Your friend needs to be heard. As they process their grief, there can be a lot of things they wish to communicate to their departed loved one. They may feel lost in how to do so since their loved one is no longer here. Your friend still has agency in this, even if they don’t realize it. You can offer a variety of options, such as journaling. You can also suggest that they write a letter to their loved one. If they wish, they can read it out loud or keep it personal. In some cases, they can also leave a voicemail on the departed’s cell phone. This can be very moving.
Talk About the Departed
Although their loved one is gone, the impact of their life still reverberates. In all the sadness, it can be cathartic to reminisce about the life of their loved one. By naming them and sharing stories, it fortifies your friend’s connection to the departed. If you happen to have a favorite story about the departed yourself, it may be nice for your friend to hear it. It lets them know that their loved one has left an impression on others as well.
Encourage Them to Accept Help
Many people feel shame or unworthiness when it comes to accepting help. It may feel easier to simply turn inward and just bear the loss on their own. This isn’t healthy for them. Reminding them that people really want to offer support may be uplifting and unexpected news to them. We all need help from time to time, especially when we are grieving.
Consider Your Friend’s Faith
If your friend is a person of faith, it may be uplifting to offer prayers or religious condolences. It’s important to be mindful of where they are at with their faith. They may feel disillusioned by faith in the wake of their loss. Conversely, your friend may be comforted by reading a religious text with you. Just be careful not to push your own beliefs on your friend at this time.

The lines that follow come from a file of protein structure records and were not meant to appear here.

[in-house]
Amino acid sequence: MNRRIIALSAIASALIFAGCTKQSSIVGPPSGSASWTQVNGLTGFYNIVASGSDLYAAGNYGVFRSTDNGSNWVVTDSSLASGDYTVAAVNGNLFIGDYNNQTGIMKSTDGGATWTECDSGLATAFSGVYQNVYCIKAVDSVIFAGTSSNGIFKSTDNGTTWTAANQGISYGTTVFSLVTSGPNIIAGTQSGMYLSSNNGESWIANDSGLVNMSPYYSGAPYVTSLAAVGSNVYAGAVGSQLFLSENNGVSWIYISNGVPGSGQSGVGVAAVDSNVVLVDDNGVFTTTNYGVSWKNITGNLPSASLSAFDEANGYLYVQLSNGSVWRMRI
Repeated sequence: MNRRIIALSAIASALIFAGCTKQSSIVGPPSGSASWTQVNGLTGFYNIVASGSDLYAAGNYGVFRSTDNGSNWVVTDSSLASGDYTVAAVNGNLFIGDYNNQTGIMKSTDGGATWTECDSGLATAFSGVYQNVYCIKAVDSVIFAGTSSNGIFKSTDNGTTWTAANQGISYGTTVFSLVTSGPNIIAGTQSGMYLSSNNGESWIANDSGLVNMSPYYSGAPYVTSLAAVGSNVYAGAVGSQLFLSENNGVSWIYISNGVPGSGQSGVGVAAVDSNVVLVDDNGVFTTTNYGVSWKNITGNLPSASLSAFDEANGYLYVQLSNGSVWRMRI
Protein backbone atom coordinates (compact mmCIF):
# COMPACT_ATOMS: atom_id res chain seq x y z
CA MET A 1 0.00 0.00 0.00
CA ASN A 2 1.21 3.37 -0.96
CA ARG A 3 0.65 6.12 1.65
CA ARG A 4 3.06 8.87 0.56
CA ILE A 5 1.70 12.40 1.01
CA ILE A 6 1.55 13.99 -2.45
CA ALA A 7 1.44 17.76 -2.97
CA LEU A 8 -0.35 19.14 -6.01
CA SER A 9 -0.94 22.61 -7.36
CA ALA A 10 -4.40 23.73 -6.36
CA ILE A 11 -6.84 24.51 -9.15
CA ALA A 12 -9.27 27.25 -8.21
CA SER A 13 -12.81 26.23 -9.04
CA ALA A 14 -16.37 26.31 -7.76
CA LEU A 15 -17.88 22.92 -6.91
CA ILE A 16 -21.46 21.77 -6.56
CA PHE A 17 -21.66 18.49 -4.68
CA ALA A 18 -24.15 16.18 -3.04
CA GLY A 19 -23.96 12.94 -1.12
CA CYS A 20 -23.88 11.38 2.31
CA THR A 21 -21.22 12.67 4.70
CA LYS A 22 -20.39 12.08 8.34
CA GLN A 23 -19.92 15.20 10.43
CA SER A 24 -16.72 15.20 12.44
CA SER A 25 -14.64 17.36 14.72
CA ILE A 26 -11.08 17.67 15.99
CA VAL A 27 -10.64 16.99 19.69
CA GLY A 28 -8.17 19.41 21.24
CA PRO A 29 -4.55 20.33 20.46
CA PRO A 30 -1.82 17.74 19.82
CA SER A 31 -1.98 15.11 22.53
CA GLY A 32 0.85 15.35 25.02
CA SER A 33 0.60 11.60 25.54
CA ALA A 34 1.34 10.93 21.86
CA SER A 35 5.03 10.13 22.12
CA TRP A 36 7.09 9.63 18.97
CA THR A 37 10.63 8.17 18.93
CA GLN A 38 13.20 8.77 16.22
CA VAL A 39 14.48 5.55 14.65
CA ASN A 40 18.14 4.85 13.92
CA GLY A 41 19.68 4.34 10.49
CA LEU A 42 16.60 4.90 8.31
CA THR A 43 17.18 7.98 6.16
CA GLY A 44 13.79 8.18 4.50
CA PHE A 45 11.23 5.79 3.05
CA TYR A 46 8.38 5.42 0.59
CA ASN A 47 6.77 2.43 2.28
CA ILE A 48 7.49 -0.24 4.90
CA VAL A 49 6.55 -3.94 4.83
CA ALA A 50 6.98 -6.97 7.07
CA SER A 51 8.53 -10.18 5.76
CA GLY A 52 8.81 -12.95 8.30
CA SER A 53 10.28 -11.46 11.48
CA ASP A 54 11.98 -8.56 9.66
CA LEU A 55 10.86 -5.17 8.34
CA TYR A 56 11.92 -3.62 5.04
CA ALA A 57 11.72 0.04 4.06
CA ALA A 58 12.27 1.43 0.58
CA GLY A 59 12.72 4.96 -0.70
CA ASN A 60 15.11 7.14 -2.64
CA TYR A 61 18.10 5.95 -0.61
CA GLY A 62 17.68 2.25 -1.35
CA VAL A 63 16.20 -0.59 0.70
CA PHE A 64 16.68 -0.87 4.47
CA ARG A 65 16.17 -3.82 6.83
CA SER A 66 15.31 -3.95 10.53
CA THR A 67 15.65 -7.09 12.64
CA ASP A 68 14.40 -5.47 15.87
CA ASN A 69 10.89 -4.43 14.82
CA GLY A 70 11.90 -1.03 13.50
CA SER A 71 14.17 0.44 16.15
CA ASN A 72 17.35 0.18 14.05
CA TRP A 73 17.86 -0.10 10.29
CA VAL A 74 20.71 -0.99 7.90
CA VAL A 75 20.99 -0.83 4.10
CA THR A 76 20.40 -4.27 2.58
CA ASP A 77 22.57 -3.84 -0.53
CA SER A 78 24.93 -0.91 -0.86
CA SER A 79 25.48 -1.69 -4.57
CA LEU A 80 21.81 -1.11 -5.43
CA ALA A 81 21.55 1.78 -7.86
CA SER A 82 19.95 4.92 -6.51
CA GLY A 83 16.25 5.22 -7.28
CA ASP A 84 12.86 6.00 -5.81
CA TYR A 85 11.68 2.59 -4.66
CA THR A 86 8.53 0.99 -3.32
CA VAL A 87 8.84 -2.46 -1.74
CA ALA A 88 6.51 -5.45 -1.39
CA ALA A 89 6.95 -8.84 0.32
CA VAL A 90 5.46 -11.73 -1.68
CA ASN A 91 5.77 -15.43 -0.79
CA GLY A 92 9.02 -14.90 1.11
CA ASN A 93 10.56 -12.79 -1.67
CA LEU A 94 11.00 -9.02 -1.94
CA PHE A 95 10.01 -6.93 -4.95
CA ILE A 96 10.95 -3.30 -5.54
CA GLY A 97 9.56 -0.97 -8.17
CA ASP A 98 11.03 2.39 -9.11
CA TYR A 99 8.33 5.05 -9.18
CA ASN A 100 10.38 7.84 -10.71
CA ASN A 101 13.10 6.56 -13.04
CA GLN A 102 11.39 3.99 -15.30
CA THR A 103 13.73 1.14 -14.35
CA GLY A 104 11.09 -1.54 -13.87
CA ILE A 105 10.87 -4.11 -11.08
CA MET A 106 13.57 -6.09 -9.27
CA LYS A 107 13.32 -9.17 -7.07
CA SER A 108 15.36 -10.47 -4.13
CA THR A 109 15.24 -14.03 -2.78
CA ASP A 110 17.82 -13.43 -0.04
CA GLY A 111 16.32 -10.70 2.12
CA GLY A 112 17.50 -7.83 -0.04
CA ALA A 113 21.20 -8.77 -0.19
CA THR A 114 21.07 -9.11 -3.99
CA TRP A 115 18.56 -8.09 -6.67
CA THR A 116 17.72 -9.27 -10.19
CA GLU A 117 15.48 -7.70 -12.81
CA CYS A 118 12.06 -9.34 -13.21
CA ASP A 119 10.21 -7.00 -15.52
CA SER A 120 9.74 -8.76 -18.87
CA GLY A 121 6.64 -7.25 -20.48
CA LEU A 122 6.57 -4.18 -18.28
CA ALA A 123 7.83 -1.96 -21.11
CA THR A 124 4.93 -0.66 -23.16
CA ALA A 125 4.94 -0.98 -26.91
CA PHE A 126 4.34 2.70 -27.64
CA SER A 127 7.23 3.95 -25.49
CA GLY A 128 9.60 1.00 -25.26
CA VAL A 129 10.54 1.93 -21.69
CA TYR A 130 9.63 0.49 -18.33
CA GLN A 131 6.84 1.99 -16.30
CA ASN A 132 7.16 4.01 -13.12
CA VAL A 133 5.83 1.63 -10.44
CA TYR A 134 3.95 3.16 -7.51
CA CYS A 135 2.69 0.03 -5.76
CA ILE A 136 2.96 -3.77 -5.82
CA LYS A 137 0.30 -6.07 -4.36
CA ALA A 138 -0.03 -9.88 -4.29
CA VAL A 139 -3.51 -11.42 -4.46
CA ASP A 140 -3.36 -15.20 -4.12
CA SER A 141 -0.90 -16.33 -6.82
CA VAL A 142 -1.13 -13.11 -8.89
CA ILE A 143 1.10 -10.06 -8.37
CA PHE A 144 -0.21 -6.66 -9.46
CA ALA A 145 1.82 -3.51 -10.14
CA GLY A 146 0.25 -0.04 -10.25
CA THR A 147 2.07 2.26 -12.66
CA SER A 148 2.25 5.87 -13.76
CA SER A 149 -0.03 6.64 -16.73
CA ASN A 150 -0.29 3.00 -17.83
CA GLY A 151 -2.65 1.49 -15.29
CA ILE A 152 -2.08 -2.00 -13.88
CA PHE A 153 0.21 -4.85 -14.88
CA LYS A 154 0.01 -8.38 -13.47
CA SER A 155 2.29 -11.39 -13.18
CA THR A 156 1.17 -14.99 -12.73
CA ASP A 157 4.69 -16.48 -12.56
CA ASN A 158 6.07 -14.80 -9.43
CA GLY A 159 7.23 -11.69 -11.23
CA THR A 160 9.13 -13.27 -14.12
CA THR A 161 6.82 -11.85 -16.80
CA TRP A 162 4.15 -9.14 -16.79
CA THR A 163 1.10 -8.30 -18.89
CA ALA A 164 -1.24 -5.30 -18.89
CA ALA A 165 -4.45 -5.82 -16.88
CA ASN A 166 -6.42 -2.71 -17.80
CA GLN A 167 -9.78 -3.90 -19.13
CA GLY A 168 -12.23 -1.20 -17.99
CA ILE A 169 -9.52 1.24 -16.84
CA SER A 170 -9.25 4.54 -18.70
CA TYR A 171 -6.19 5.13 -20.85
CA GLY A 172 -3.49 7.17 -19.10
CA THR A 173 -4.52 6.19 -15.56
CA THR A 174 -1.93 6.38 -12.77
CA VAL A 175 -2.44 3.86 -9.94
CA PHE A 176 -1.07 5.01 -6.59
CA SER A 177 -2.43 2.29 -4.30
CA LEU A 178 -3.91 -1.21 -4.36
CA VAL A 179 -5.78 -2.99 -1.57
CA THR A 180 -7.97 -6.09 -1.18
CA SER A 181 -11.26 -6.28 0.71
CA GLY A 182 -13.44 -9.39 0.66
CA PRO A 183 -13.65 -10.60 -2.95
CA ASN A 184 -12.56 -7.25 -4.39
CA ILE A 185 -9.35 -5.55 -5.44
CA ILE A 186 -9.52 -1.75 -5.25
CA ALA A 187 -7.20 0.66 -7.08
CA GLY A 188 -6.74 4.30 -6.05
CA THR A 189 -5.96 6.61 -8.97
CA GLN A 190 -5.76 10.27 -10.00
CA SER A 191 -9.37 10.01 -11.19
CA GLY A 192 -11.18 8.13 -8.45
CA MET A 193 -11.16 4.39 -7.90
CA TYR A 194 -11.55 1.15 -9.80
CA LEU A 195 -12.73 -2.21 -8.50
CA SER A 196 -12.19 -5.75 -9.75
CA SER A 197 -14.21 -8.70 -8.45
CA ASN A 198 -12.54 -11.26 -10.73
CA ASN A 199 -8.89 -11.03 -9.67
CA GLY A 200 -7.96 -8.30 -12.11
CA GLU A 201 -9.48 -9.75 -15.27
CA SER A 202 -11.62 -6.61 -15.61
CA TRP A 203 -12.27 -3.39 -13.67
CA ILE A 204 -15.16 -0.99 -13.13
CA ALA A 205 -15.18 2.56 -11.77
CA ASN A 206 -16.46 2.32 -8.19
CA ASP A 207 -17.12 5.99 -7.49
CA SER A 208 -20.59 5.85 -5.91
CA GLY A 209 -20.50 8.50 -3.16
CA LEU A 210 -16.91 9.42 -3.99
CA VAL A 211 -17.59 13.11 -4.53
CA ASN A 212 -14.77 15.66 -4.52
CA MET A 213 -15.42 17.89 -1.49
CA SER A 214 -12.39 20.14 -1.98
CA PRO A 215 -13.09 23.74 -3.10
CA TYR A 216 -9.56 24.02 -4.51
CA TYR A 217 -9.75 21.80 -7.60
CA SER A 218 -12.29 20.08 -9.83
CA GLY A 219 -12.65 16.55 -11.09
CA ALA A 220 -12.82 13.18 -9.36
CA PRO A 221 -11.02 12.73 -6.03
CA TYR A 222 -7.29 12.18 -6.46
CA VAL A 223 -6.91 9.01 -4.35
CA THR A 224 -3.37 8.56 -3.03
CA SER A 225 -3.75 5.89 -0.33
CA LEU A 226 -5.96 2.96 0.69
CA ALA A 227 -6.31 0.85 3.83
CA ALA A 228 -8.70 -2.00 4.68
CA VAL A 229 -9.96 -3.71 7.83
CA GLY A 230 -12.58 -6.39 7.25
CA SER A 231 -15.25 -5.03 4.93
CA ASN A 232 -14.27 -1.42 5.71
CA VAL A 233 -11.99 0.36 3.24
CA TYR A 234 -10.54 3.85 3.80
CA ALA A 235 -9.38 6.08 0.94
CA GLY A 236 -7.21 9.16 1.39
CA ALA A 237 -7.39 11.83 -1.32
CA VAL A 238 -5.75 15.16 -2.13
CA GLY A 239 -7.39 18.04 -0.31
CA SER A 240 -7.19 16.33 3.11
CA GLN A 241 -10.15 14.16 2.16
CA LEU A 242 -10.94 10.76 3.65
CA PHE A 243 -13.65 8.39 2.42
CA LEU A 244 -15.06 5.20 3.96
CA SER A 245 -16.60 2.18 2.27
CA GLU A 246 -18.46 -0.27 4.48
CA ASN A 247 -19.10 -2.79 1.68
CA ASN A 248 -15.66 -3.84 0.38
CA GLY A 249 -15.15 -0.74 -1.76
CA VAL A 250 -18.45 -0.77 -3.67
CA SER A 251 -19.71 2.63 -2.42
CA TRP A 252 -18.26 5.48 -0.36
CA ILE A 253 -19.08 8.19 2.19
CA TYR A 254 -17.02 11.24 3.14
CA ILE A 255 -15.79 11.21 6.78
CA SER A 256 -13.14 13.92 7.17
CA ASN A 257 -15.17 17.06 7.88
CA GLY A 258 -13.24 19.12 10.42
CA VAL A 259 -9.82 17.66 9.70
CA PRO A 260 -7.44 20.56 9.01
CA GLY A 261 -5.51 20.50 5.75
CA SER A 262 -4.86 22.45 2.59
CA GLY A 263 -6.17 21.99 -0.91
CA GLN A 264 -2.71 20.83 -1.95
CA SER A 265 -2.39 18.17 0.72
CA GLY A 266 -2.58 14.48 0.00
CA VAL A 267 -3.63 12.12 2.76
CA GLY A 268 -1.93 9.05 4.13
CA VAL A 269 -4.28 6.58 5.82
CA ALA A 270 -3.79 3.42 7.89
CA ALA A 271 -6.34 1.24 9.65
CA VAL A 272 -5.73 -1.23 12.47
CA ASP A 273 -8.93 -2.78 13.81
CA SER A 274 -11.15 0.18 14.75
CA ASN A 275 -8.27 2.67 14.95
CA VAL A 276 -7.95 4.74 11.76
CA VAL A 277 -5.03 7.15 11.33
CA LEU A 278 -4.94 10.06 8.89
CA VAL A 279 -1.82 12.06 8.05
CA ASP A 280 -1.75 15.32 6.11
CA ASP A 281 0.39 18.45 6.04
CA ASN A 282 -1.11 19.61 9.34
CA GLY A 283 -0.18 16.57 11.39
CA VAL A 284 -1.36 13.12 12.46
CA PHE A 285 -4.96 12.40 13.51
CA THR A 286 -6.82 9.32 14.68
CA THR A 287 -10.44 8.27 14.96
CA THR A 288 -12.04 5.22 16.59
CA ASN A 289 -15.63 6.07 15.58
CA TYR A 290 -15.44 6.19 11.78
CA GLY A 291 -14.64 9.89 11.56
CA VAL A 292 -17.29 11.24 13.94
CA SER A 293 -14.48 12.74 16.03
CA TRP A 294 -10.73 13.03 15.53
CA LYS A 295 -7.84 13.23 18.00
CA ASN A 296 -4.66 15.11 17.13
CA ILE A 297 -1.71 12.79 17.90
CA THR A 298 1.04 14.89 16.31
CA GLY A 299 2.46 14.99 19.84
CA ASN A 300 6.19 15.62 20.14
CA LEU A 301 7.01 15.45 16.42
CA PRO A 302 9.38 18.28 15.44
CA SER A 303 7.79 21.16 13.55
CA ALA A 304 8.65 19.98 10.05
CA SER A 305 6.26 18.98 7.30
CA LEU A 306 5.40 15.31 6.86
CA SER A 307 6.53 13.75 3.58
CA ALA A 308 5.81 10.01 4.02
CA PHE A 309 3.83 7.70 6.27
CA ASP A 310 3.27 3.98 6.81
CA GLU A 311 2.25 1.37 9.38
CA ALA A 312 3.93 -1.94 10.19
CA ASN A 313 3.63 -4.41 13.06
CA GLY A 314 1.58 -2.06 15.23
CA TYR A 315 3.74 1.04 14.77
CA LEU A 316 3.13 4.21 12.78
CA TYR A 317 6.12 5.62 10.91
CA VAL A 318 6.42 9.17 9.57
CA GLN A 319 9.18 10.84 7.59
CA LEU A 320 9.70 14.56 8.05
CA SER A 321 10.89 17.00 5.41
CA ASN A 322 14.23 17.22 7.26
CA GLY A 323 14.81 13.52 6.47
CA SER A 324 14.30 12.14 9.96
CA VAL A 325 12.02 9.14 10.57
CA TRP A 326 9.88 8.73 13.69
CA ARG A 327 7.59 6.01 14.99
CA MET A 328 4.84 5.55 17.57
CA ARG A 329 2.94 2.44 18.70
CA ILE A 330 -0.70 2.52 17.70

Consider Cultural Activities
Cultural traditions and norms may be part of your friend’s grieving process. This may include celebrations, the performance of rituals, or a period of recognized mourning. By asking your friend about them, you can open up a beautiful conversation. Displaying your sensitivity to your friend’s culture can be a soothing balm to them.
Check in with your friend periodically, but do so with no expectations for them to respond. When managing grief, it can feel like an extra burden to formulate responses to people reaching out to them. They may feel pressure to respond in a timely manner. Consider simply sending a text or email saying, “Just thinking of you!” It may mean a lot to your friend, especially if it’s on a milestone such as the anniversary of their loved one’s passing.
Allow an Open Timeline
There’s no telling how long a person may need to recover from their grief. Ultimately, grief never leaves us. We eventually find ways to cope and manage it. When inviting your friend to do any activity, give them room to say no. Allow them to be commitment-free. They may not be ready. By respecting their process, you’ll support your friend in their grief.
Be a Long Hauler
With the grief process possibly playing out over a long timeline, be sure to check in even if a year or so has passed. For many enduring losses, the second year can be more difficult. All the support they experienced in the first year has mostly dropped away. Your friend may still be feeling the repercussions of their loss. Consider dropping them a line on holidays, birthdays, or anytime.
Value Your Presence
When consoling a grief-stricken friend, you may feel powerless to soothe their pain. Your job was never to solve their grief. Filling the void after the loss of a loved one is an impossible task. Know that just showing up and being present is really one of the best things you can do for a friend. The bereaved won’t necessarily remember anything you say, but they will know you were there when they needed you the most.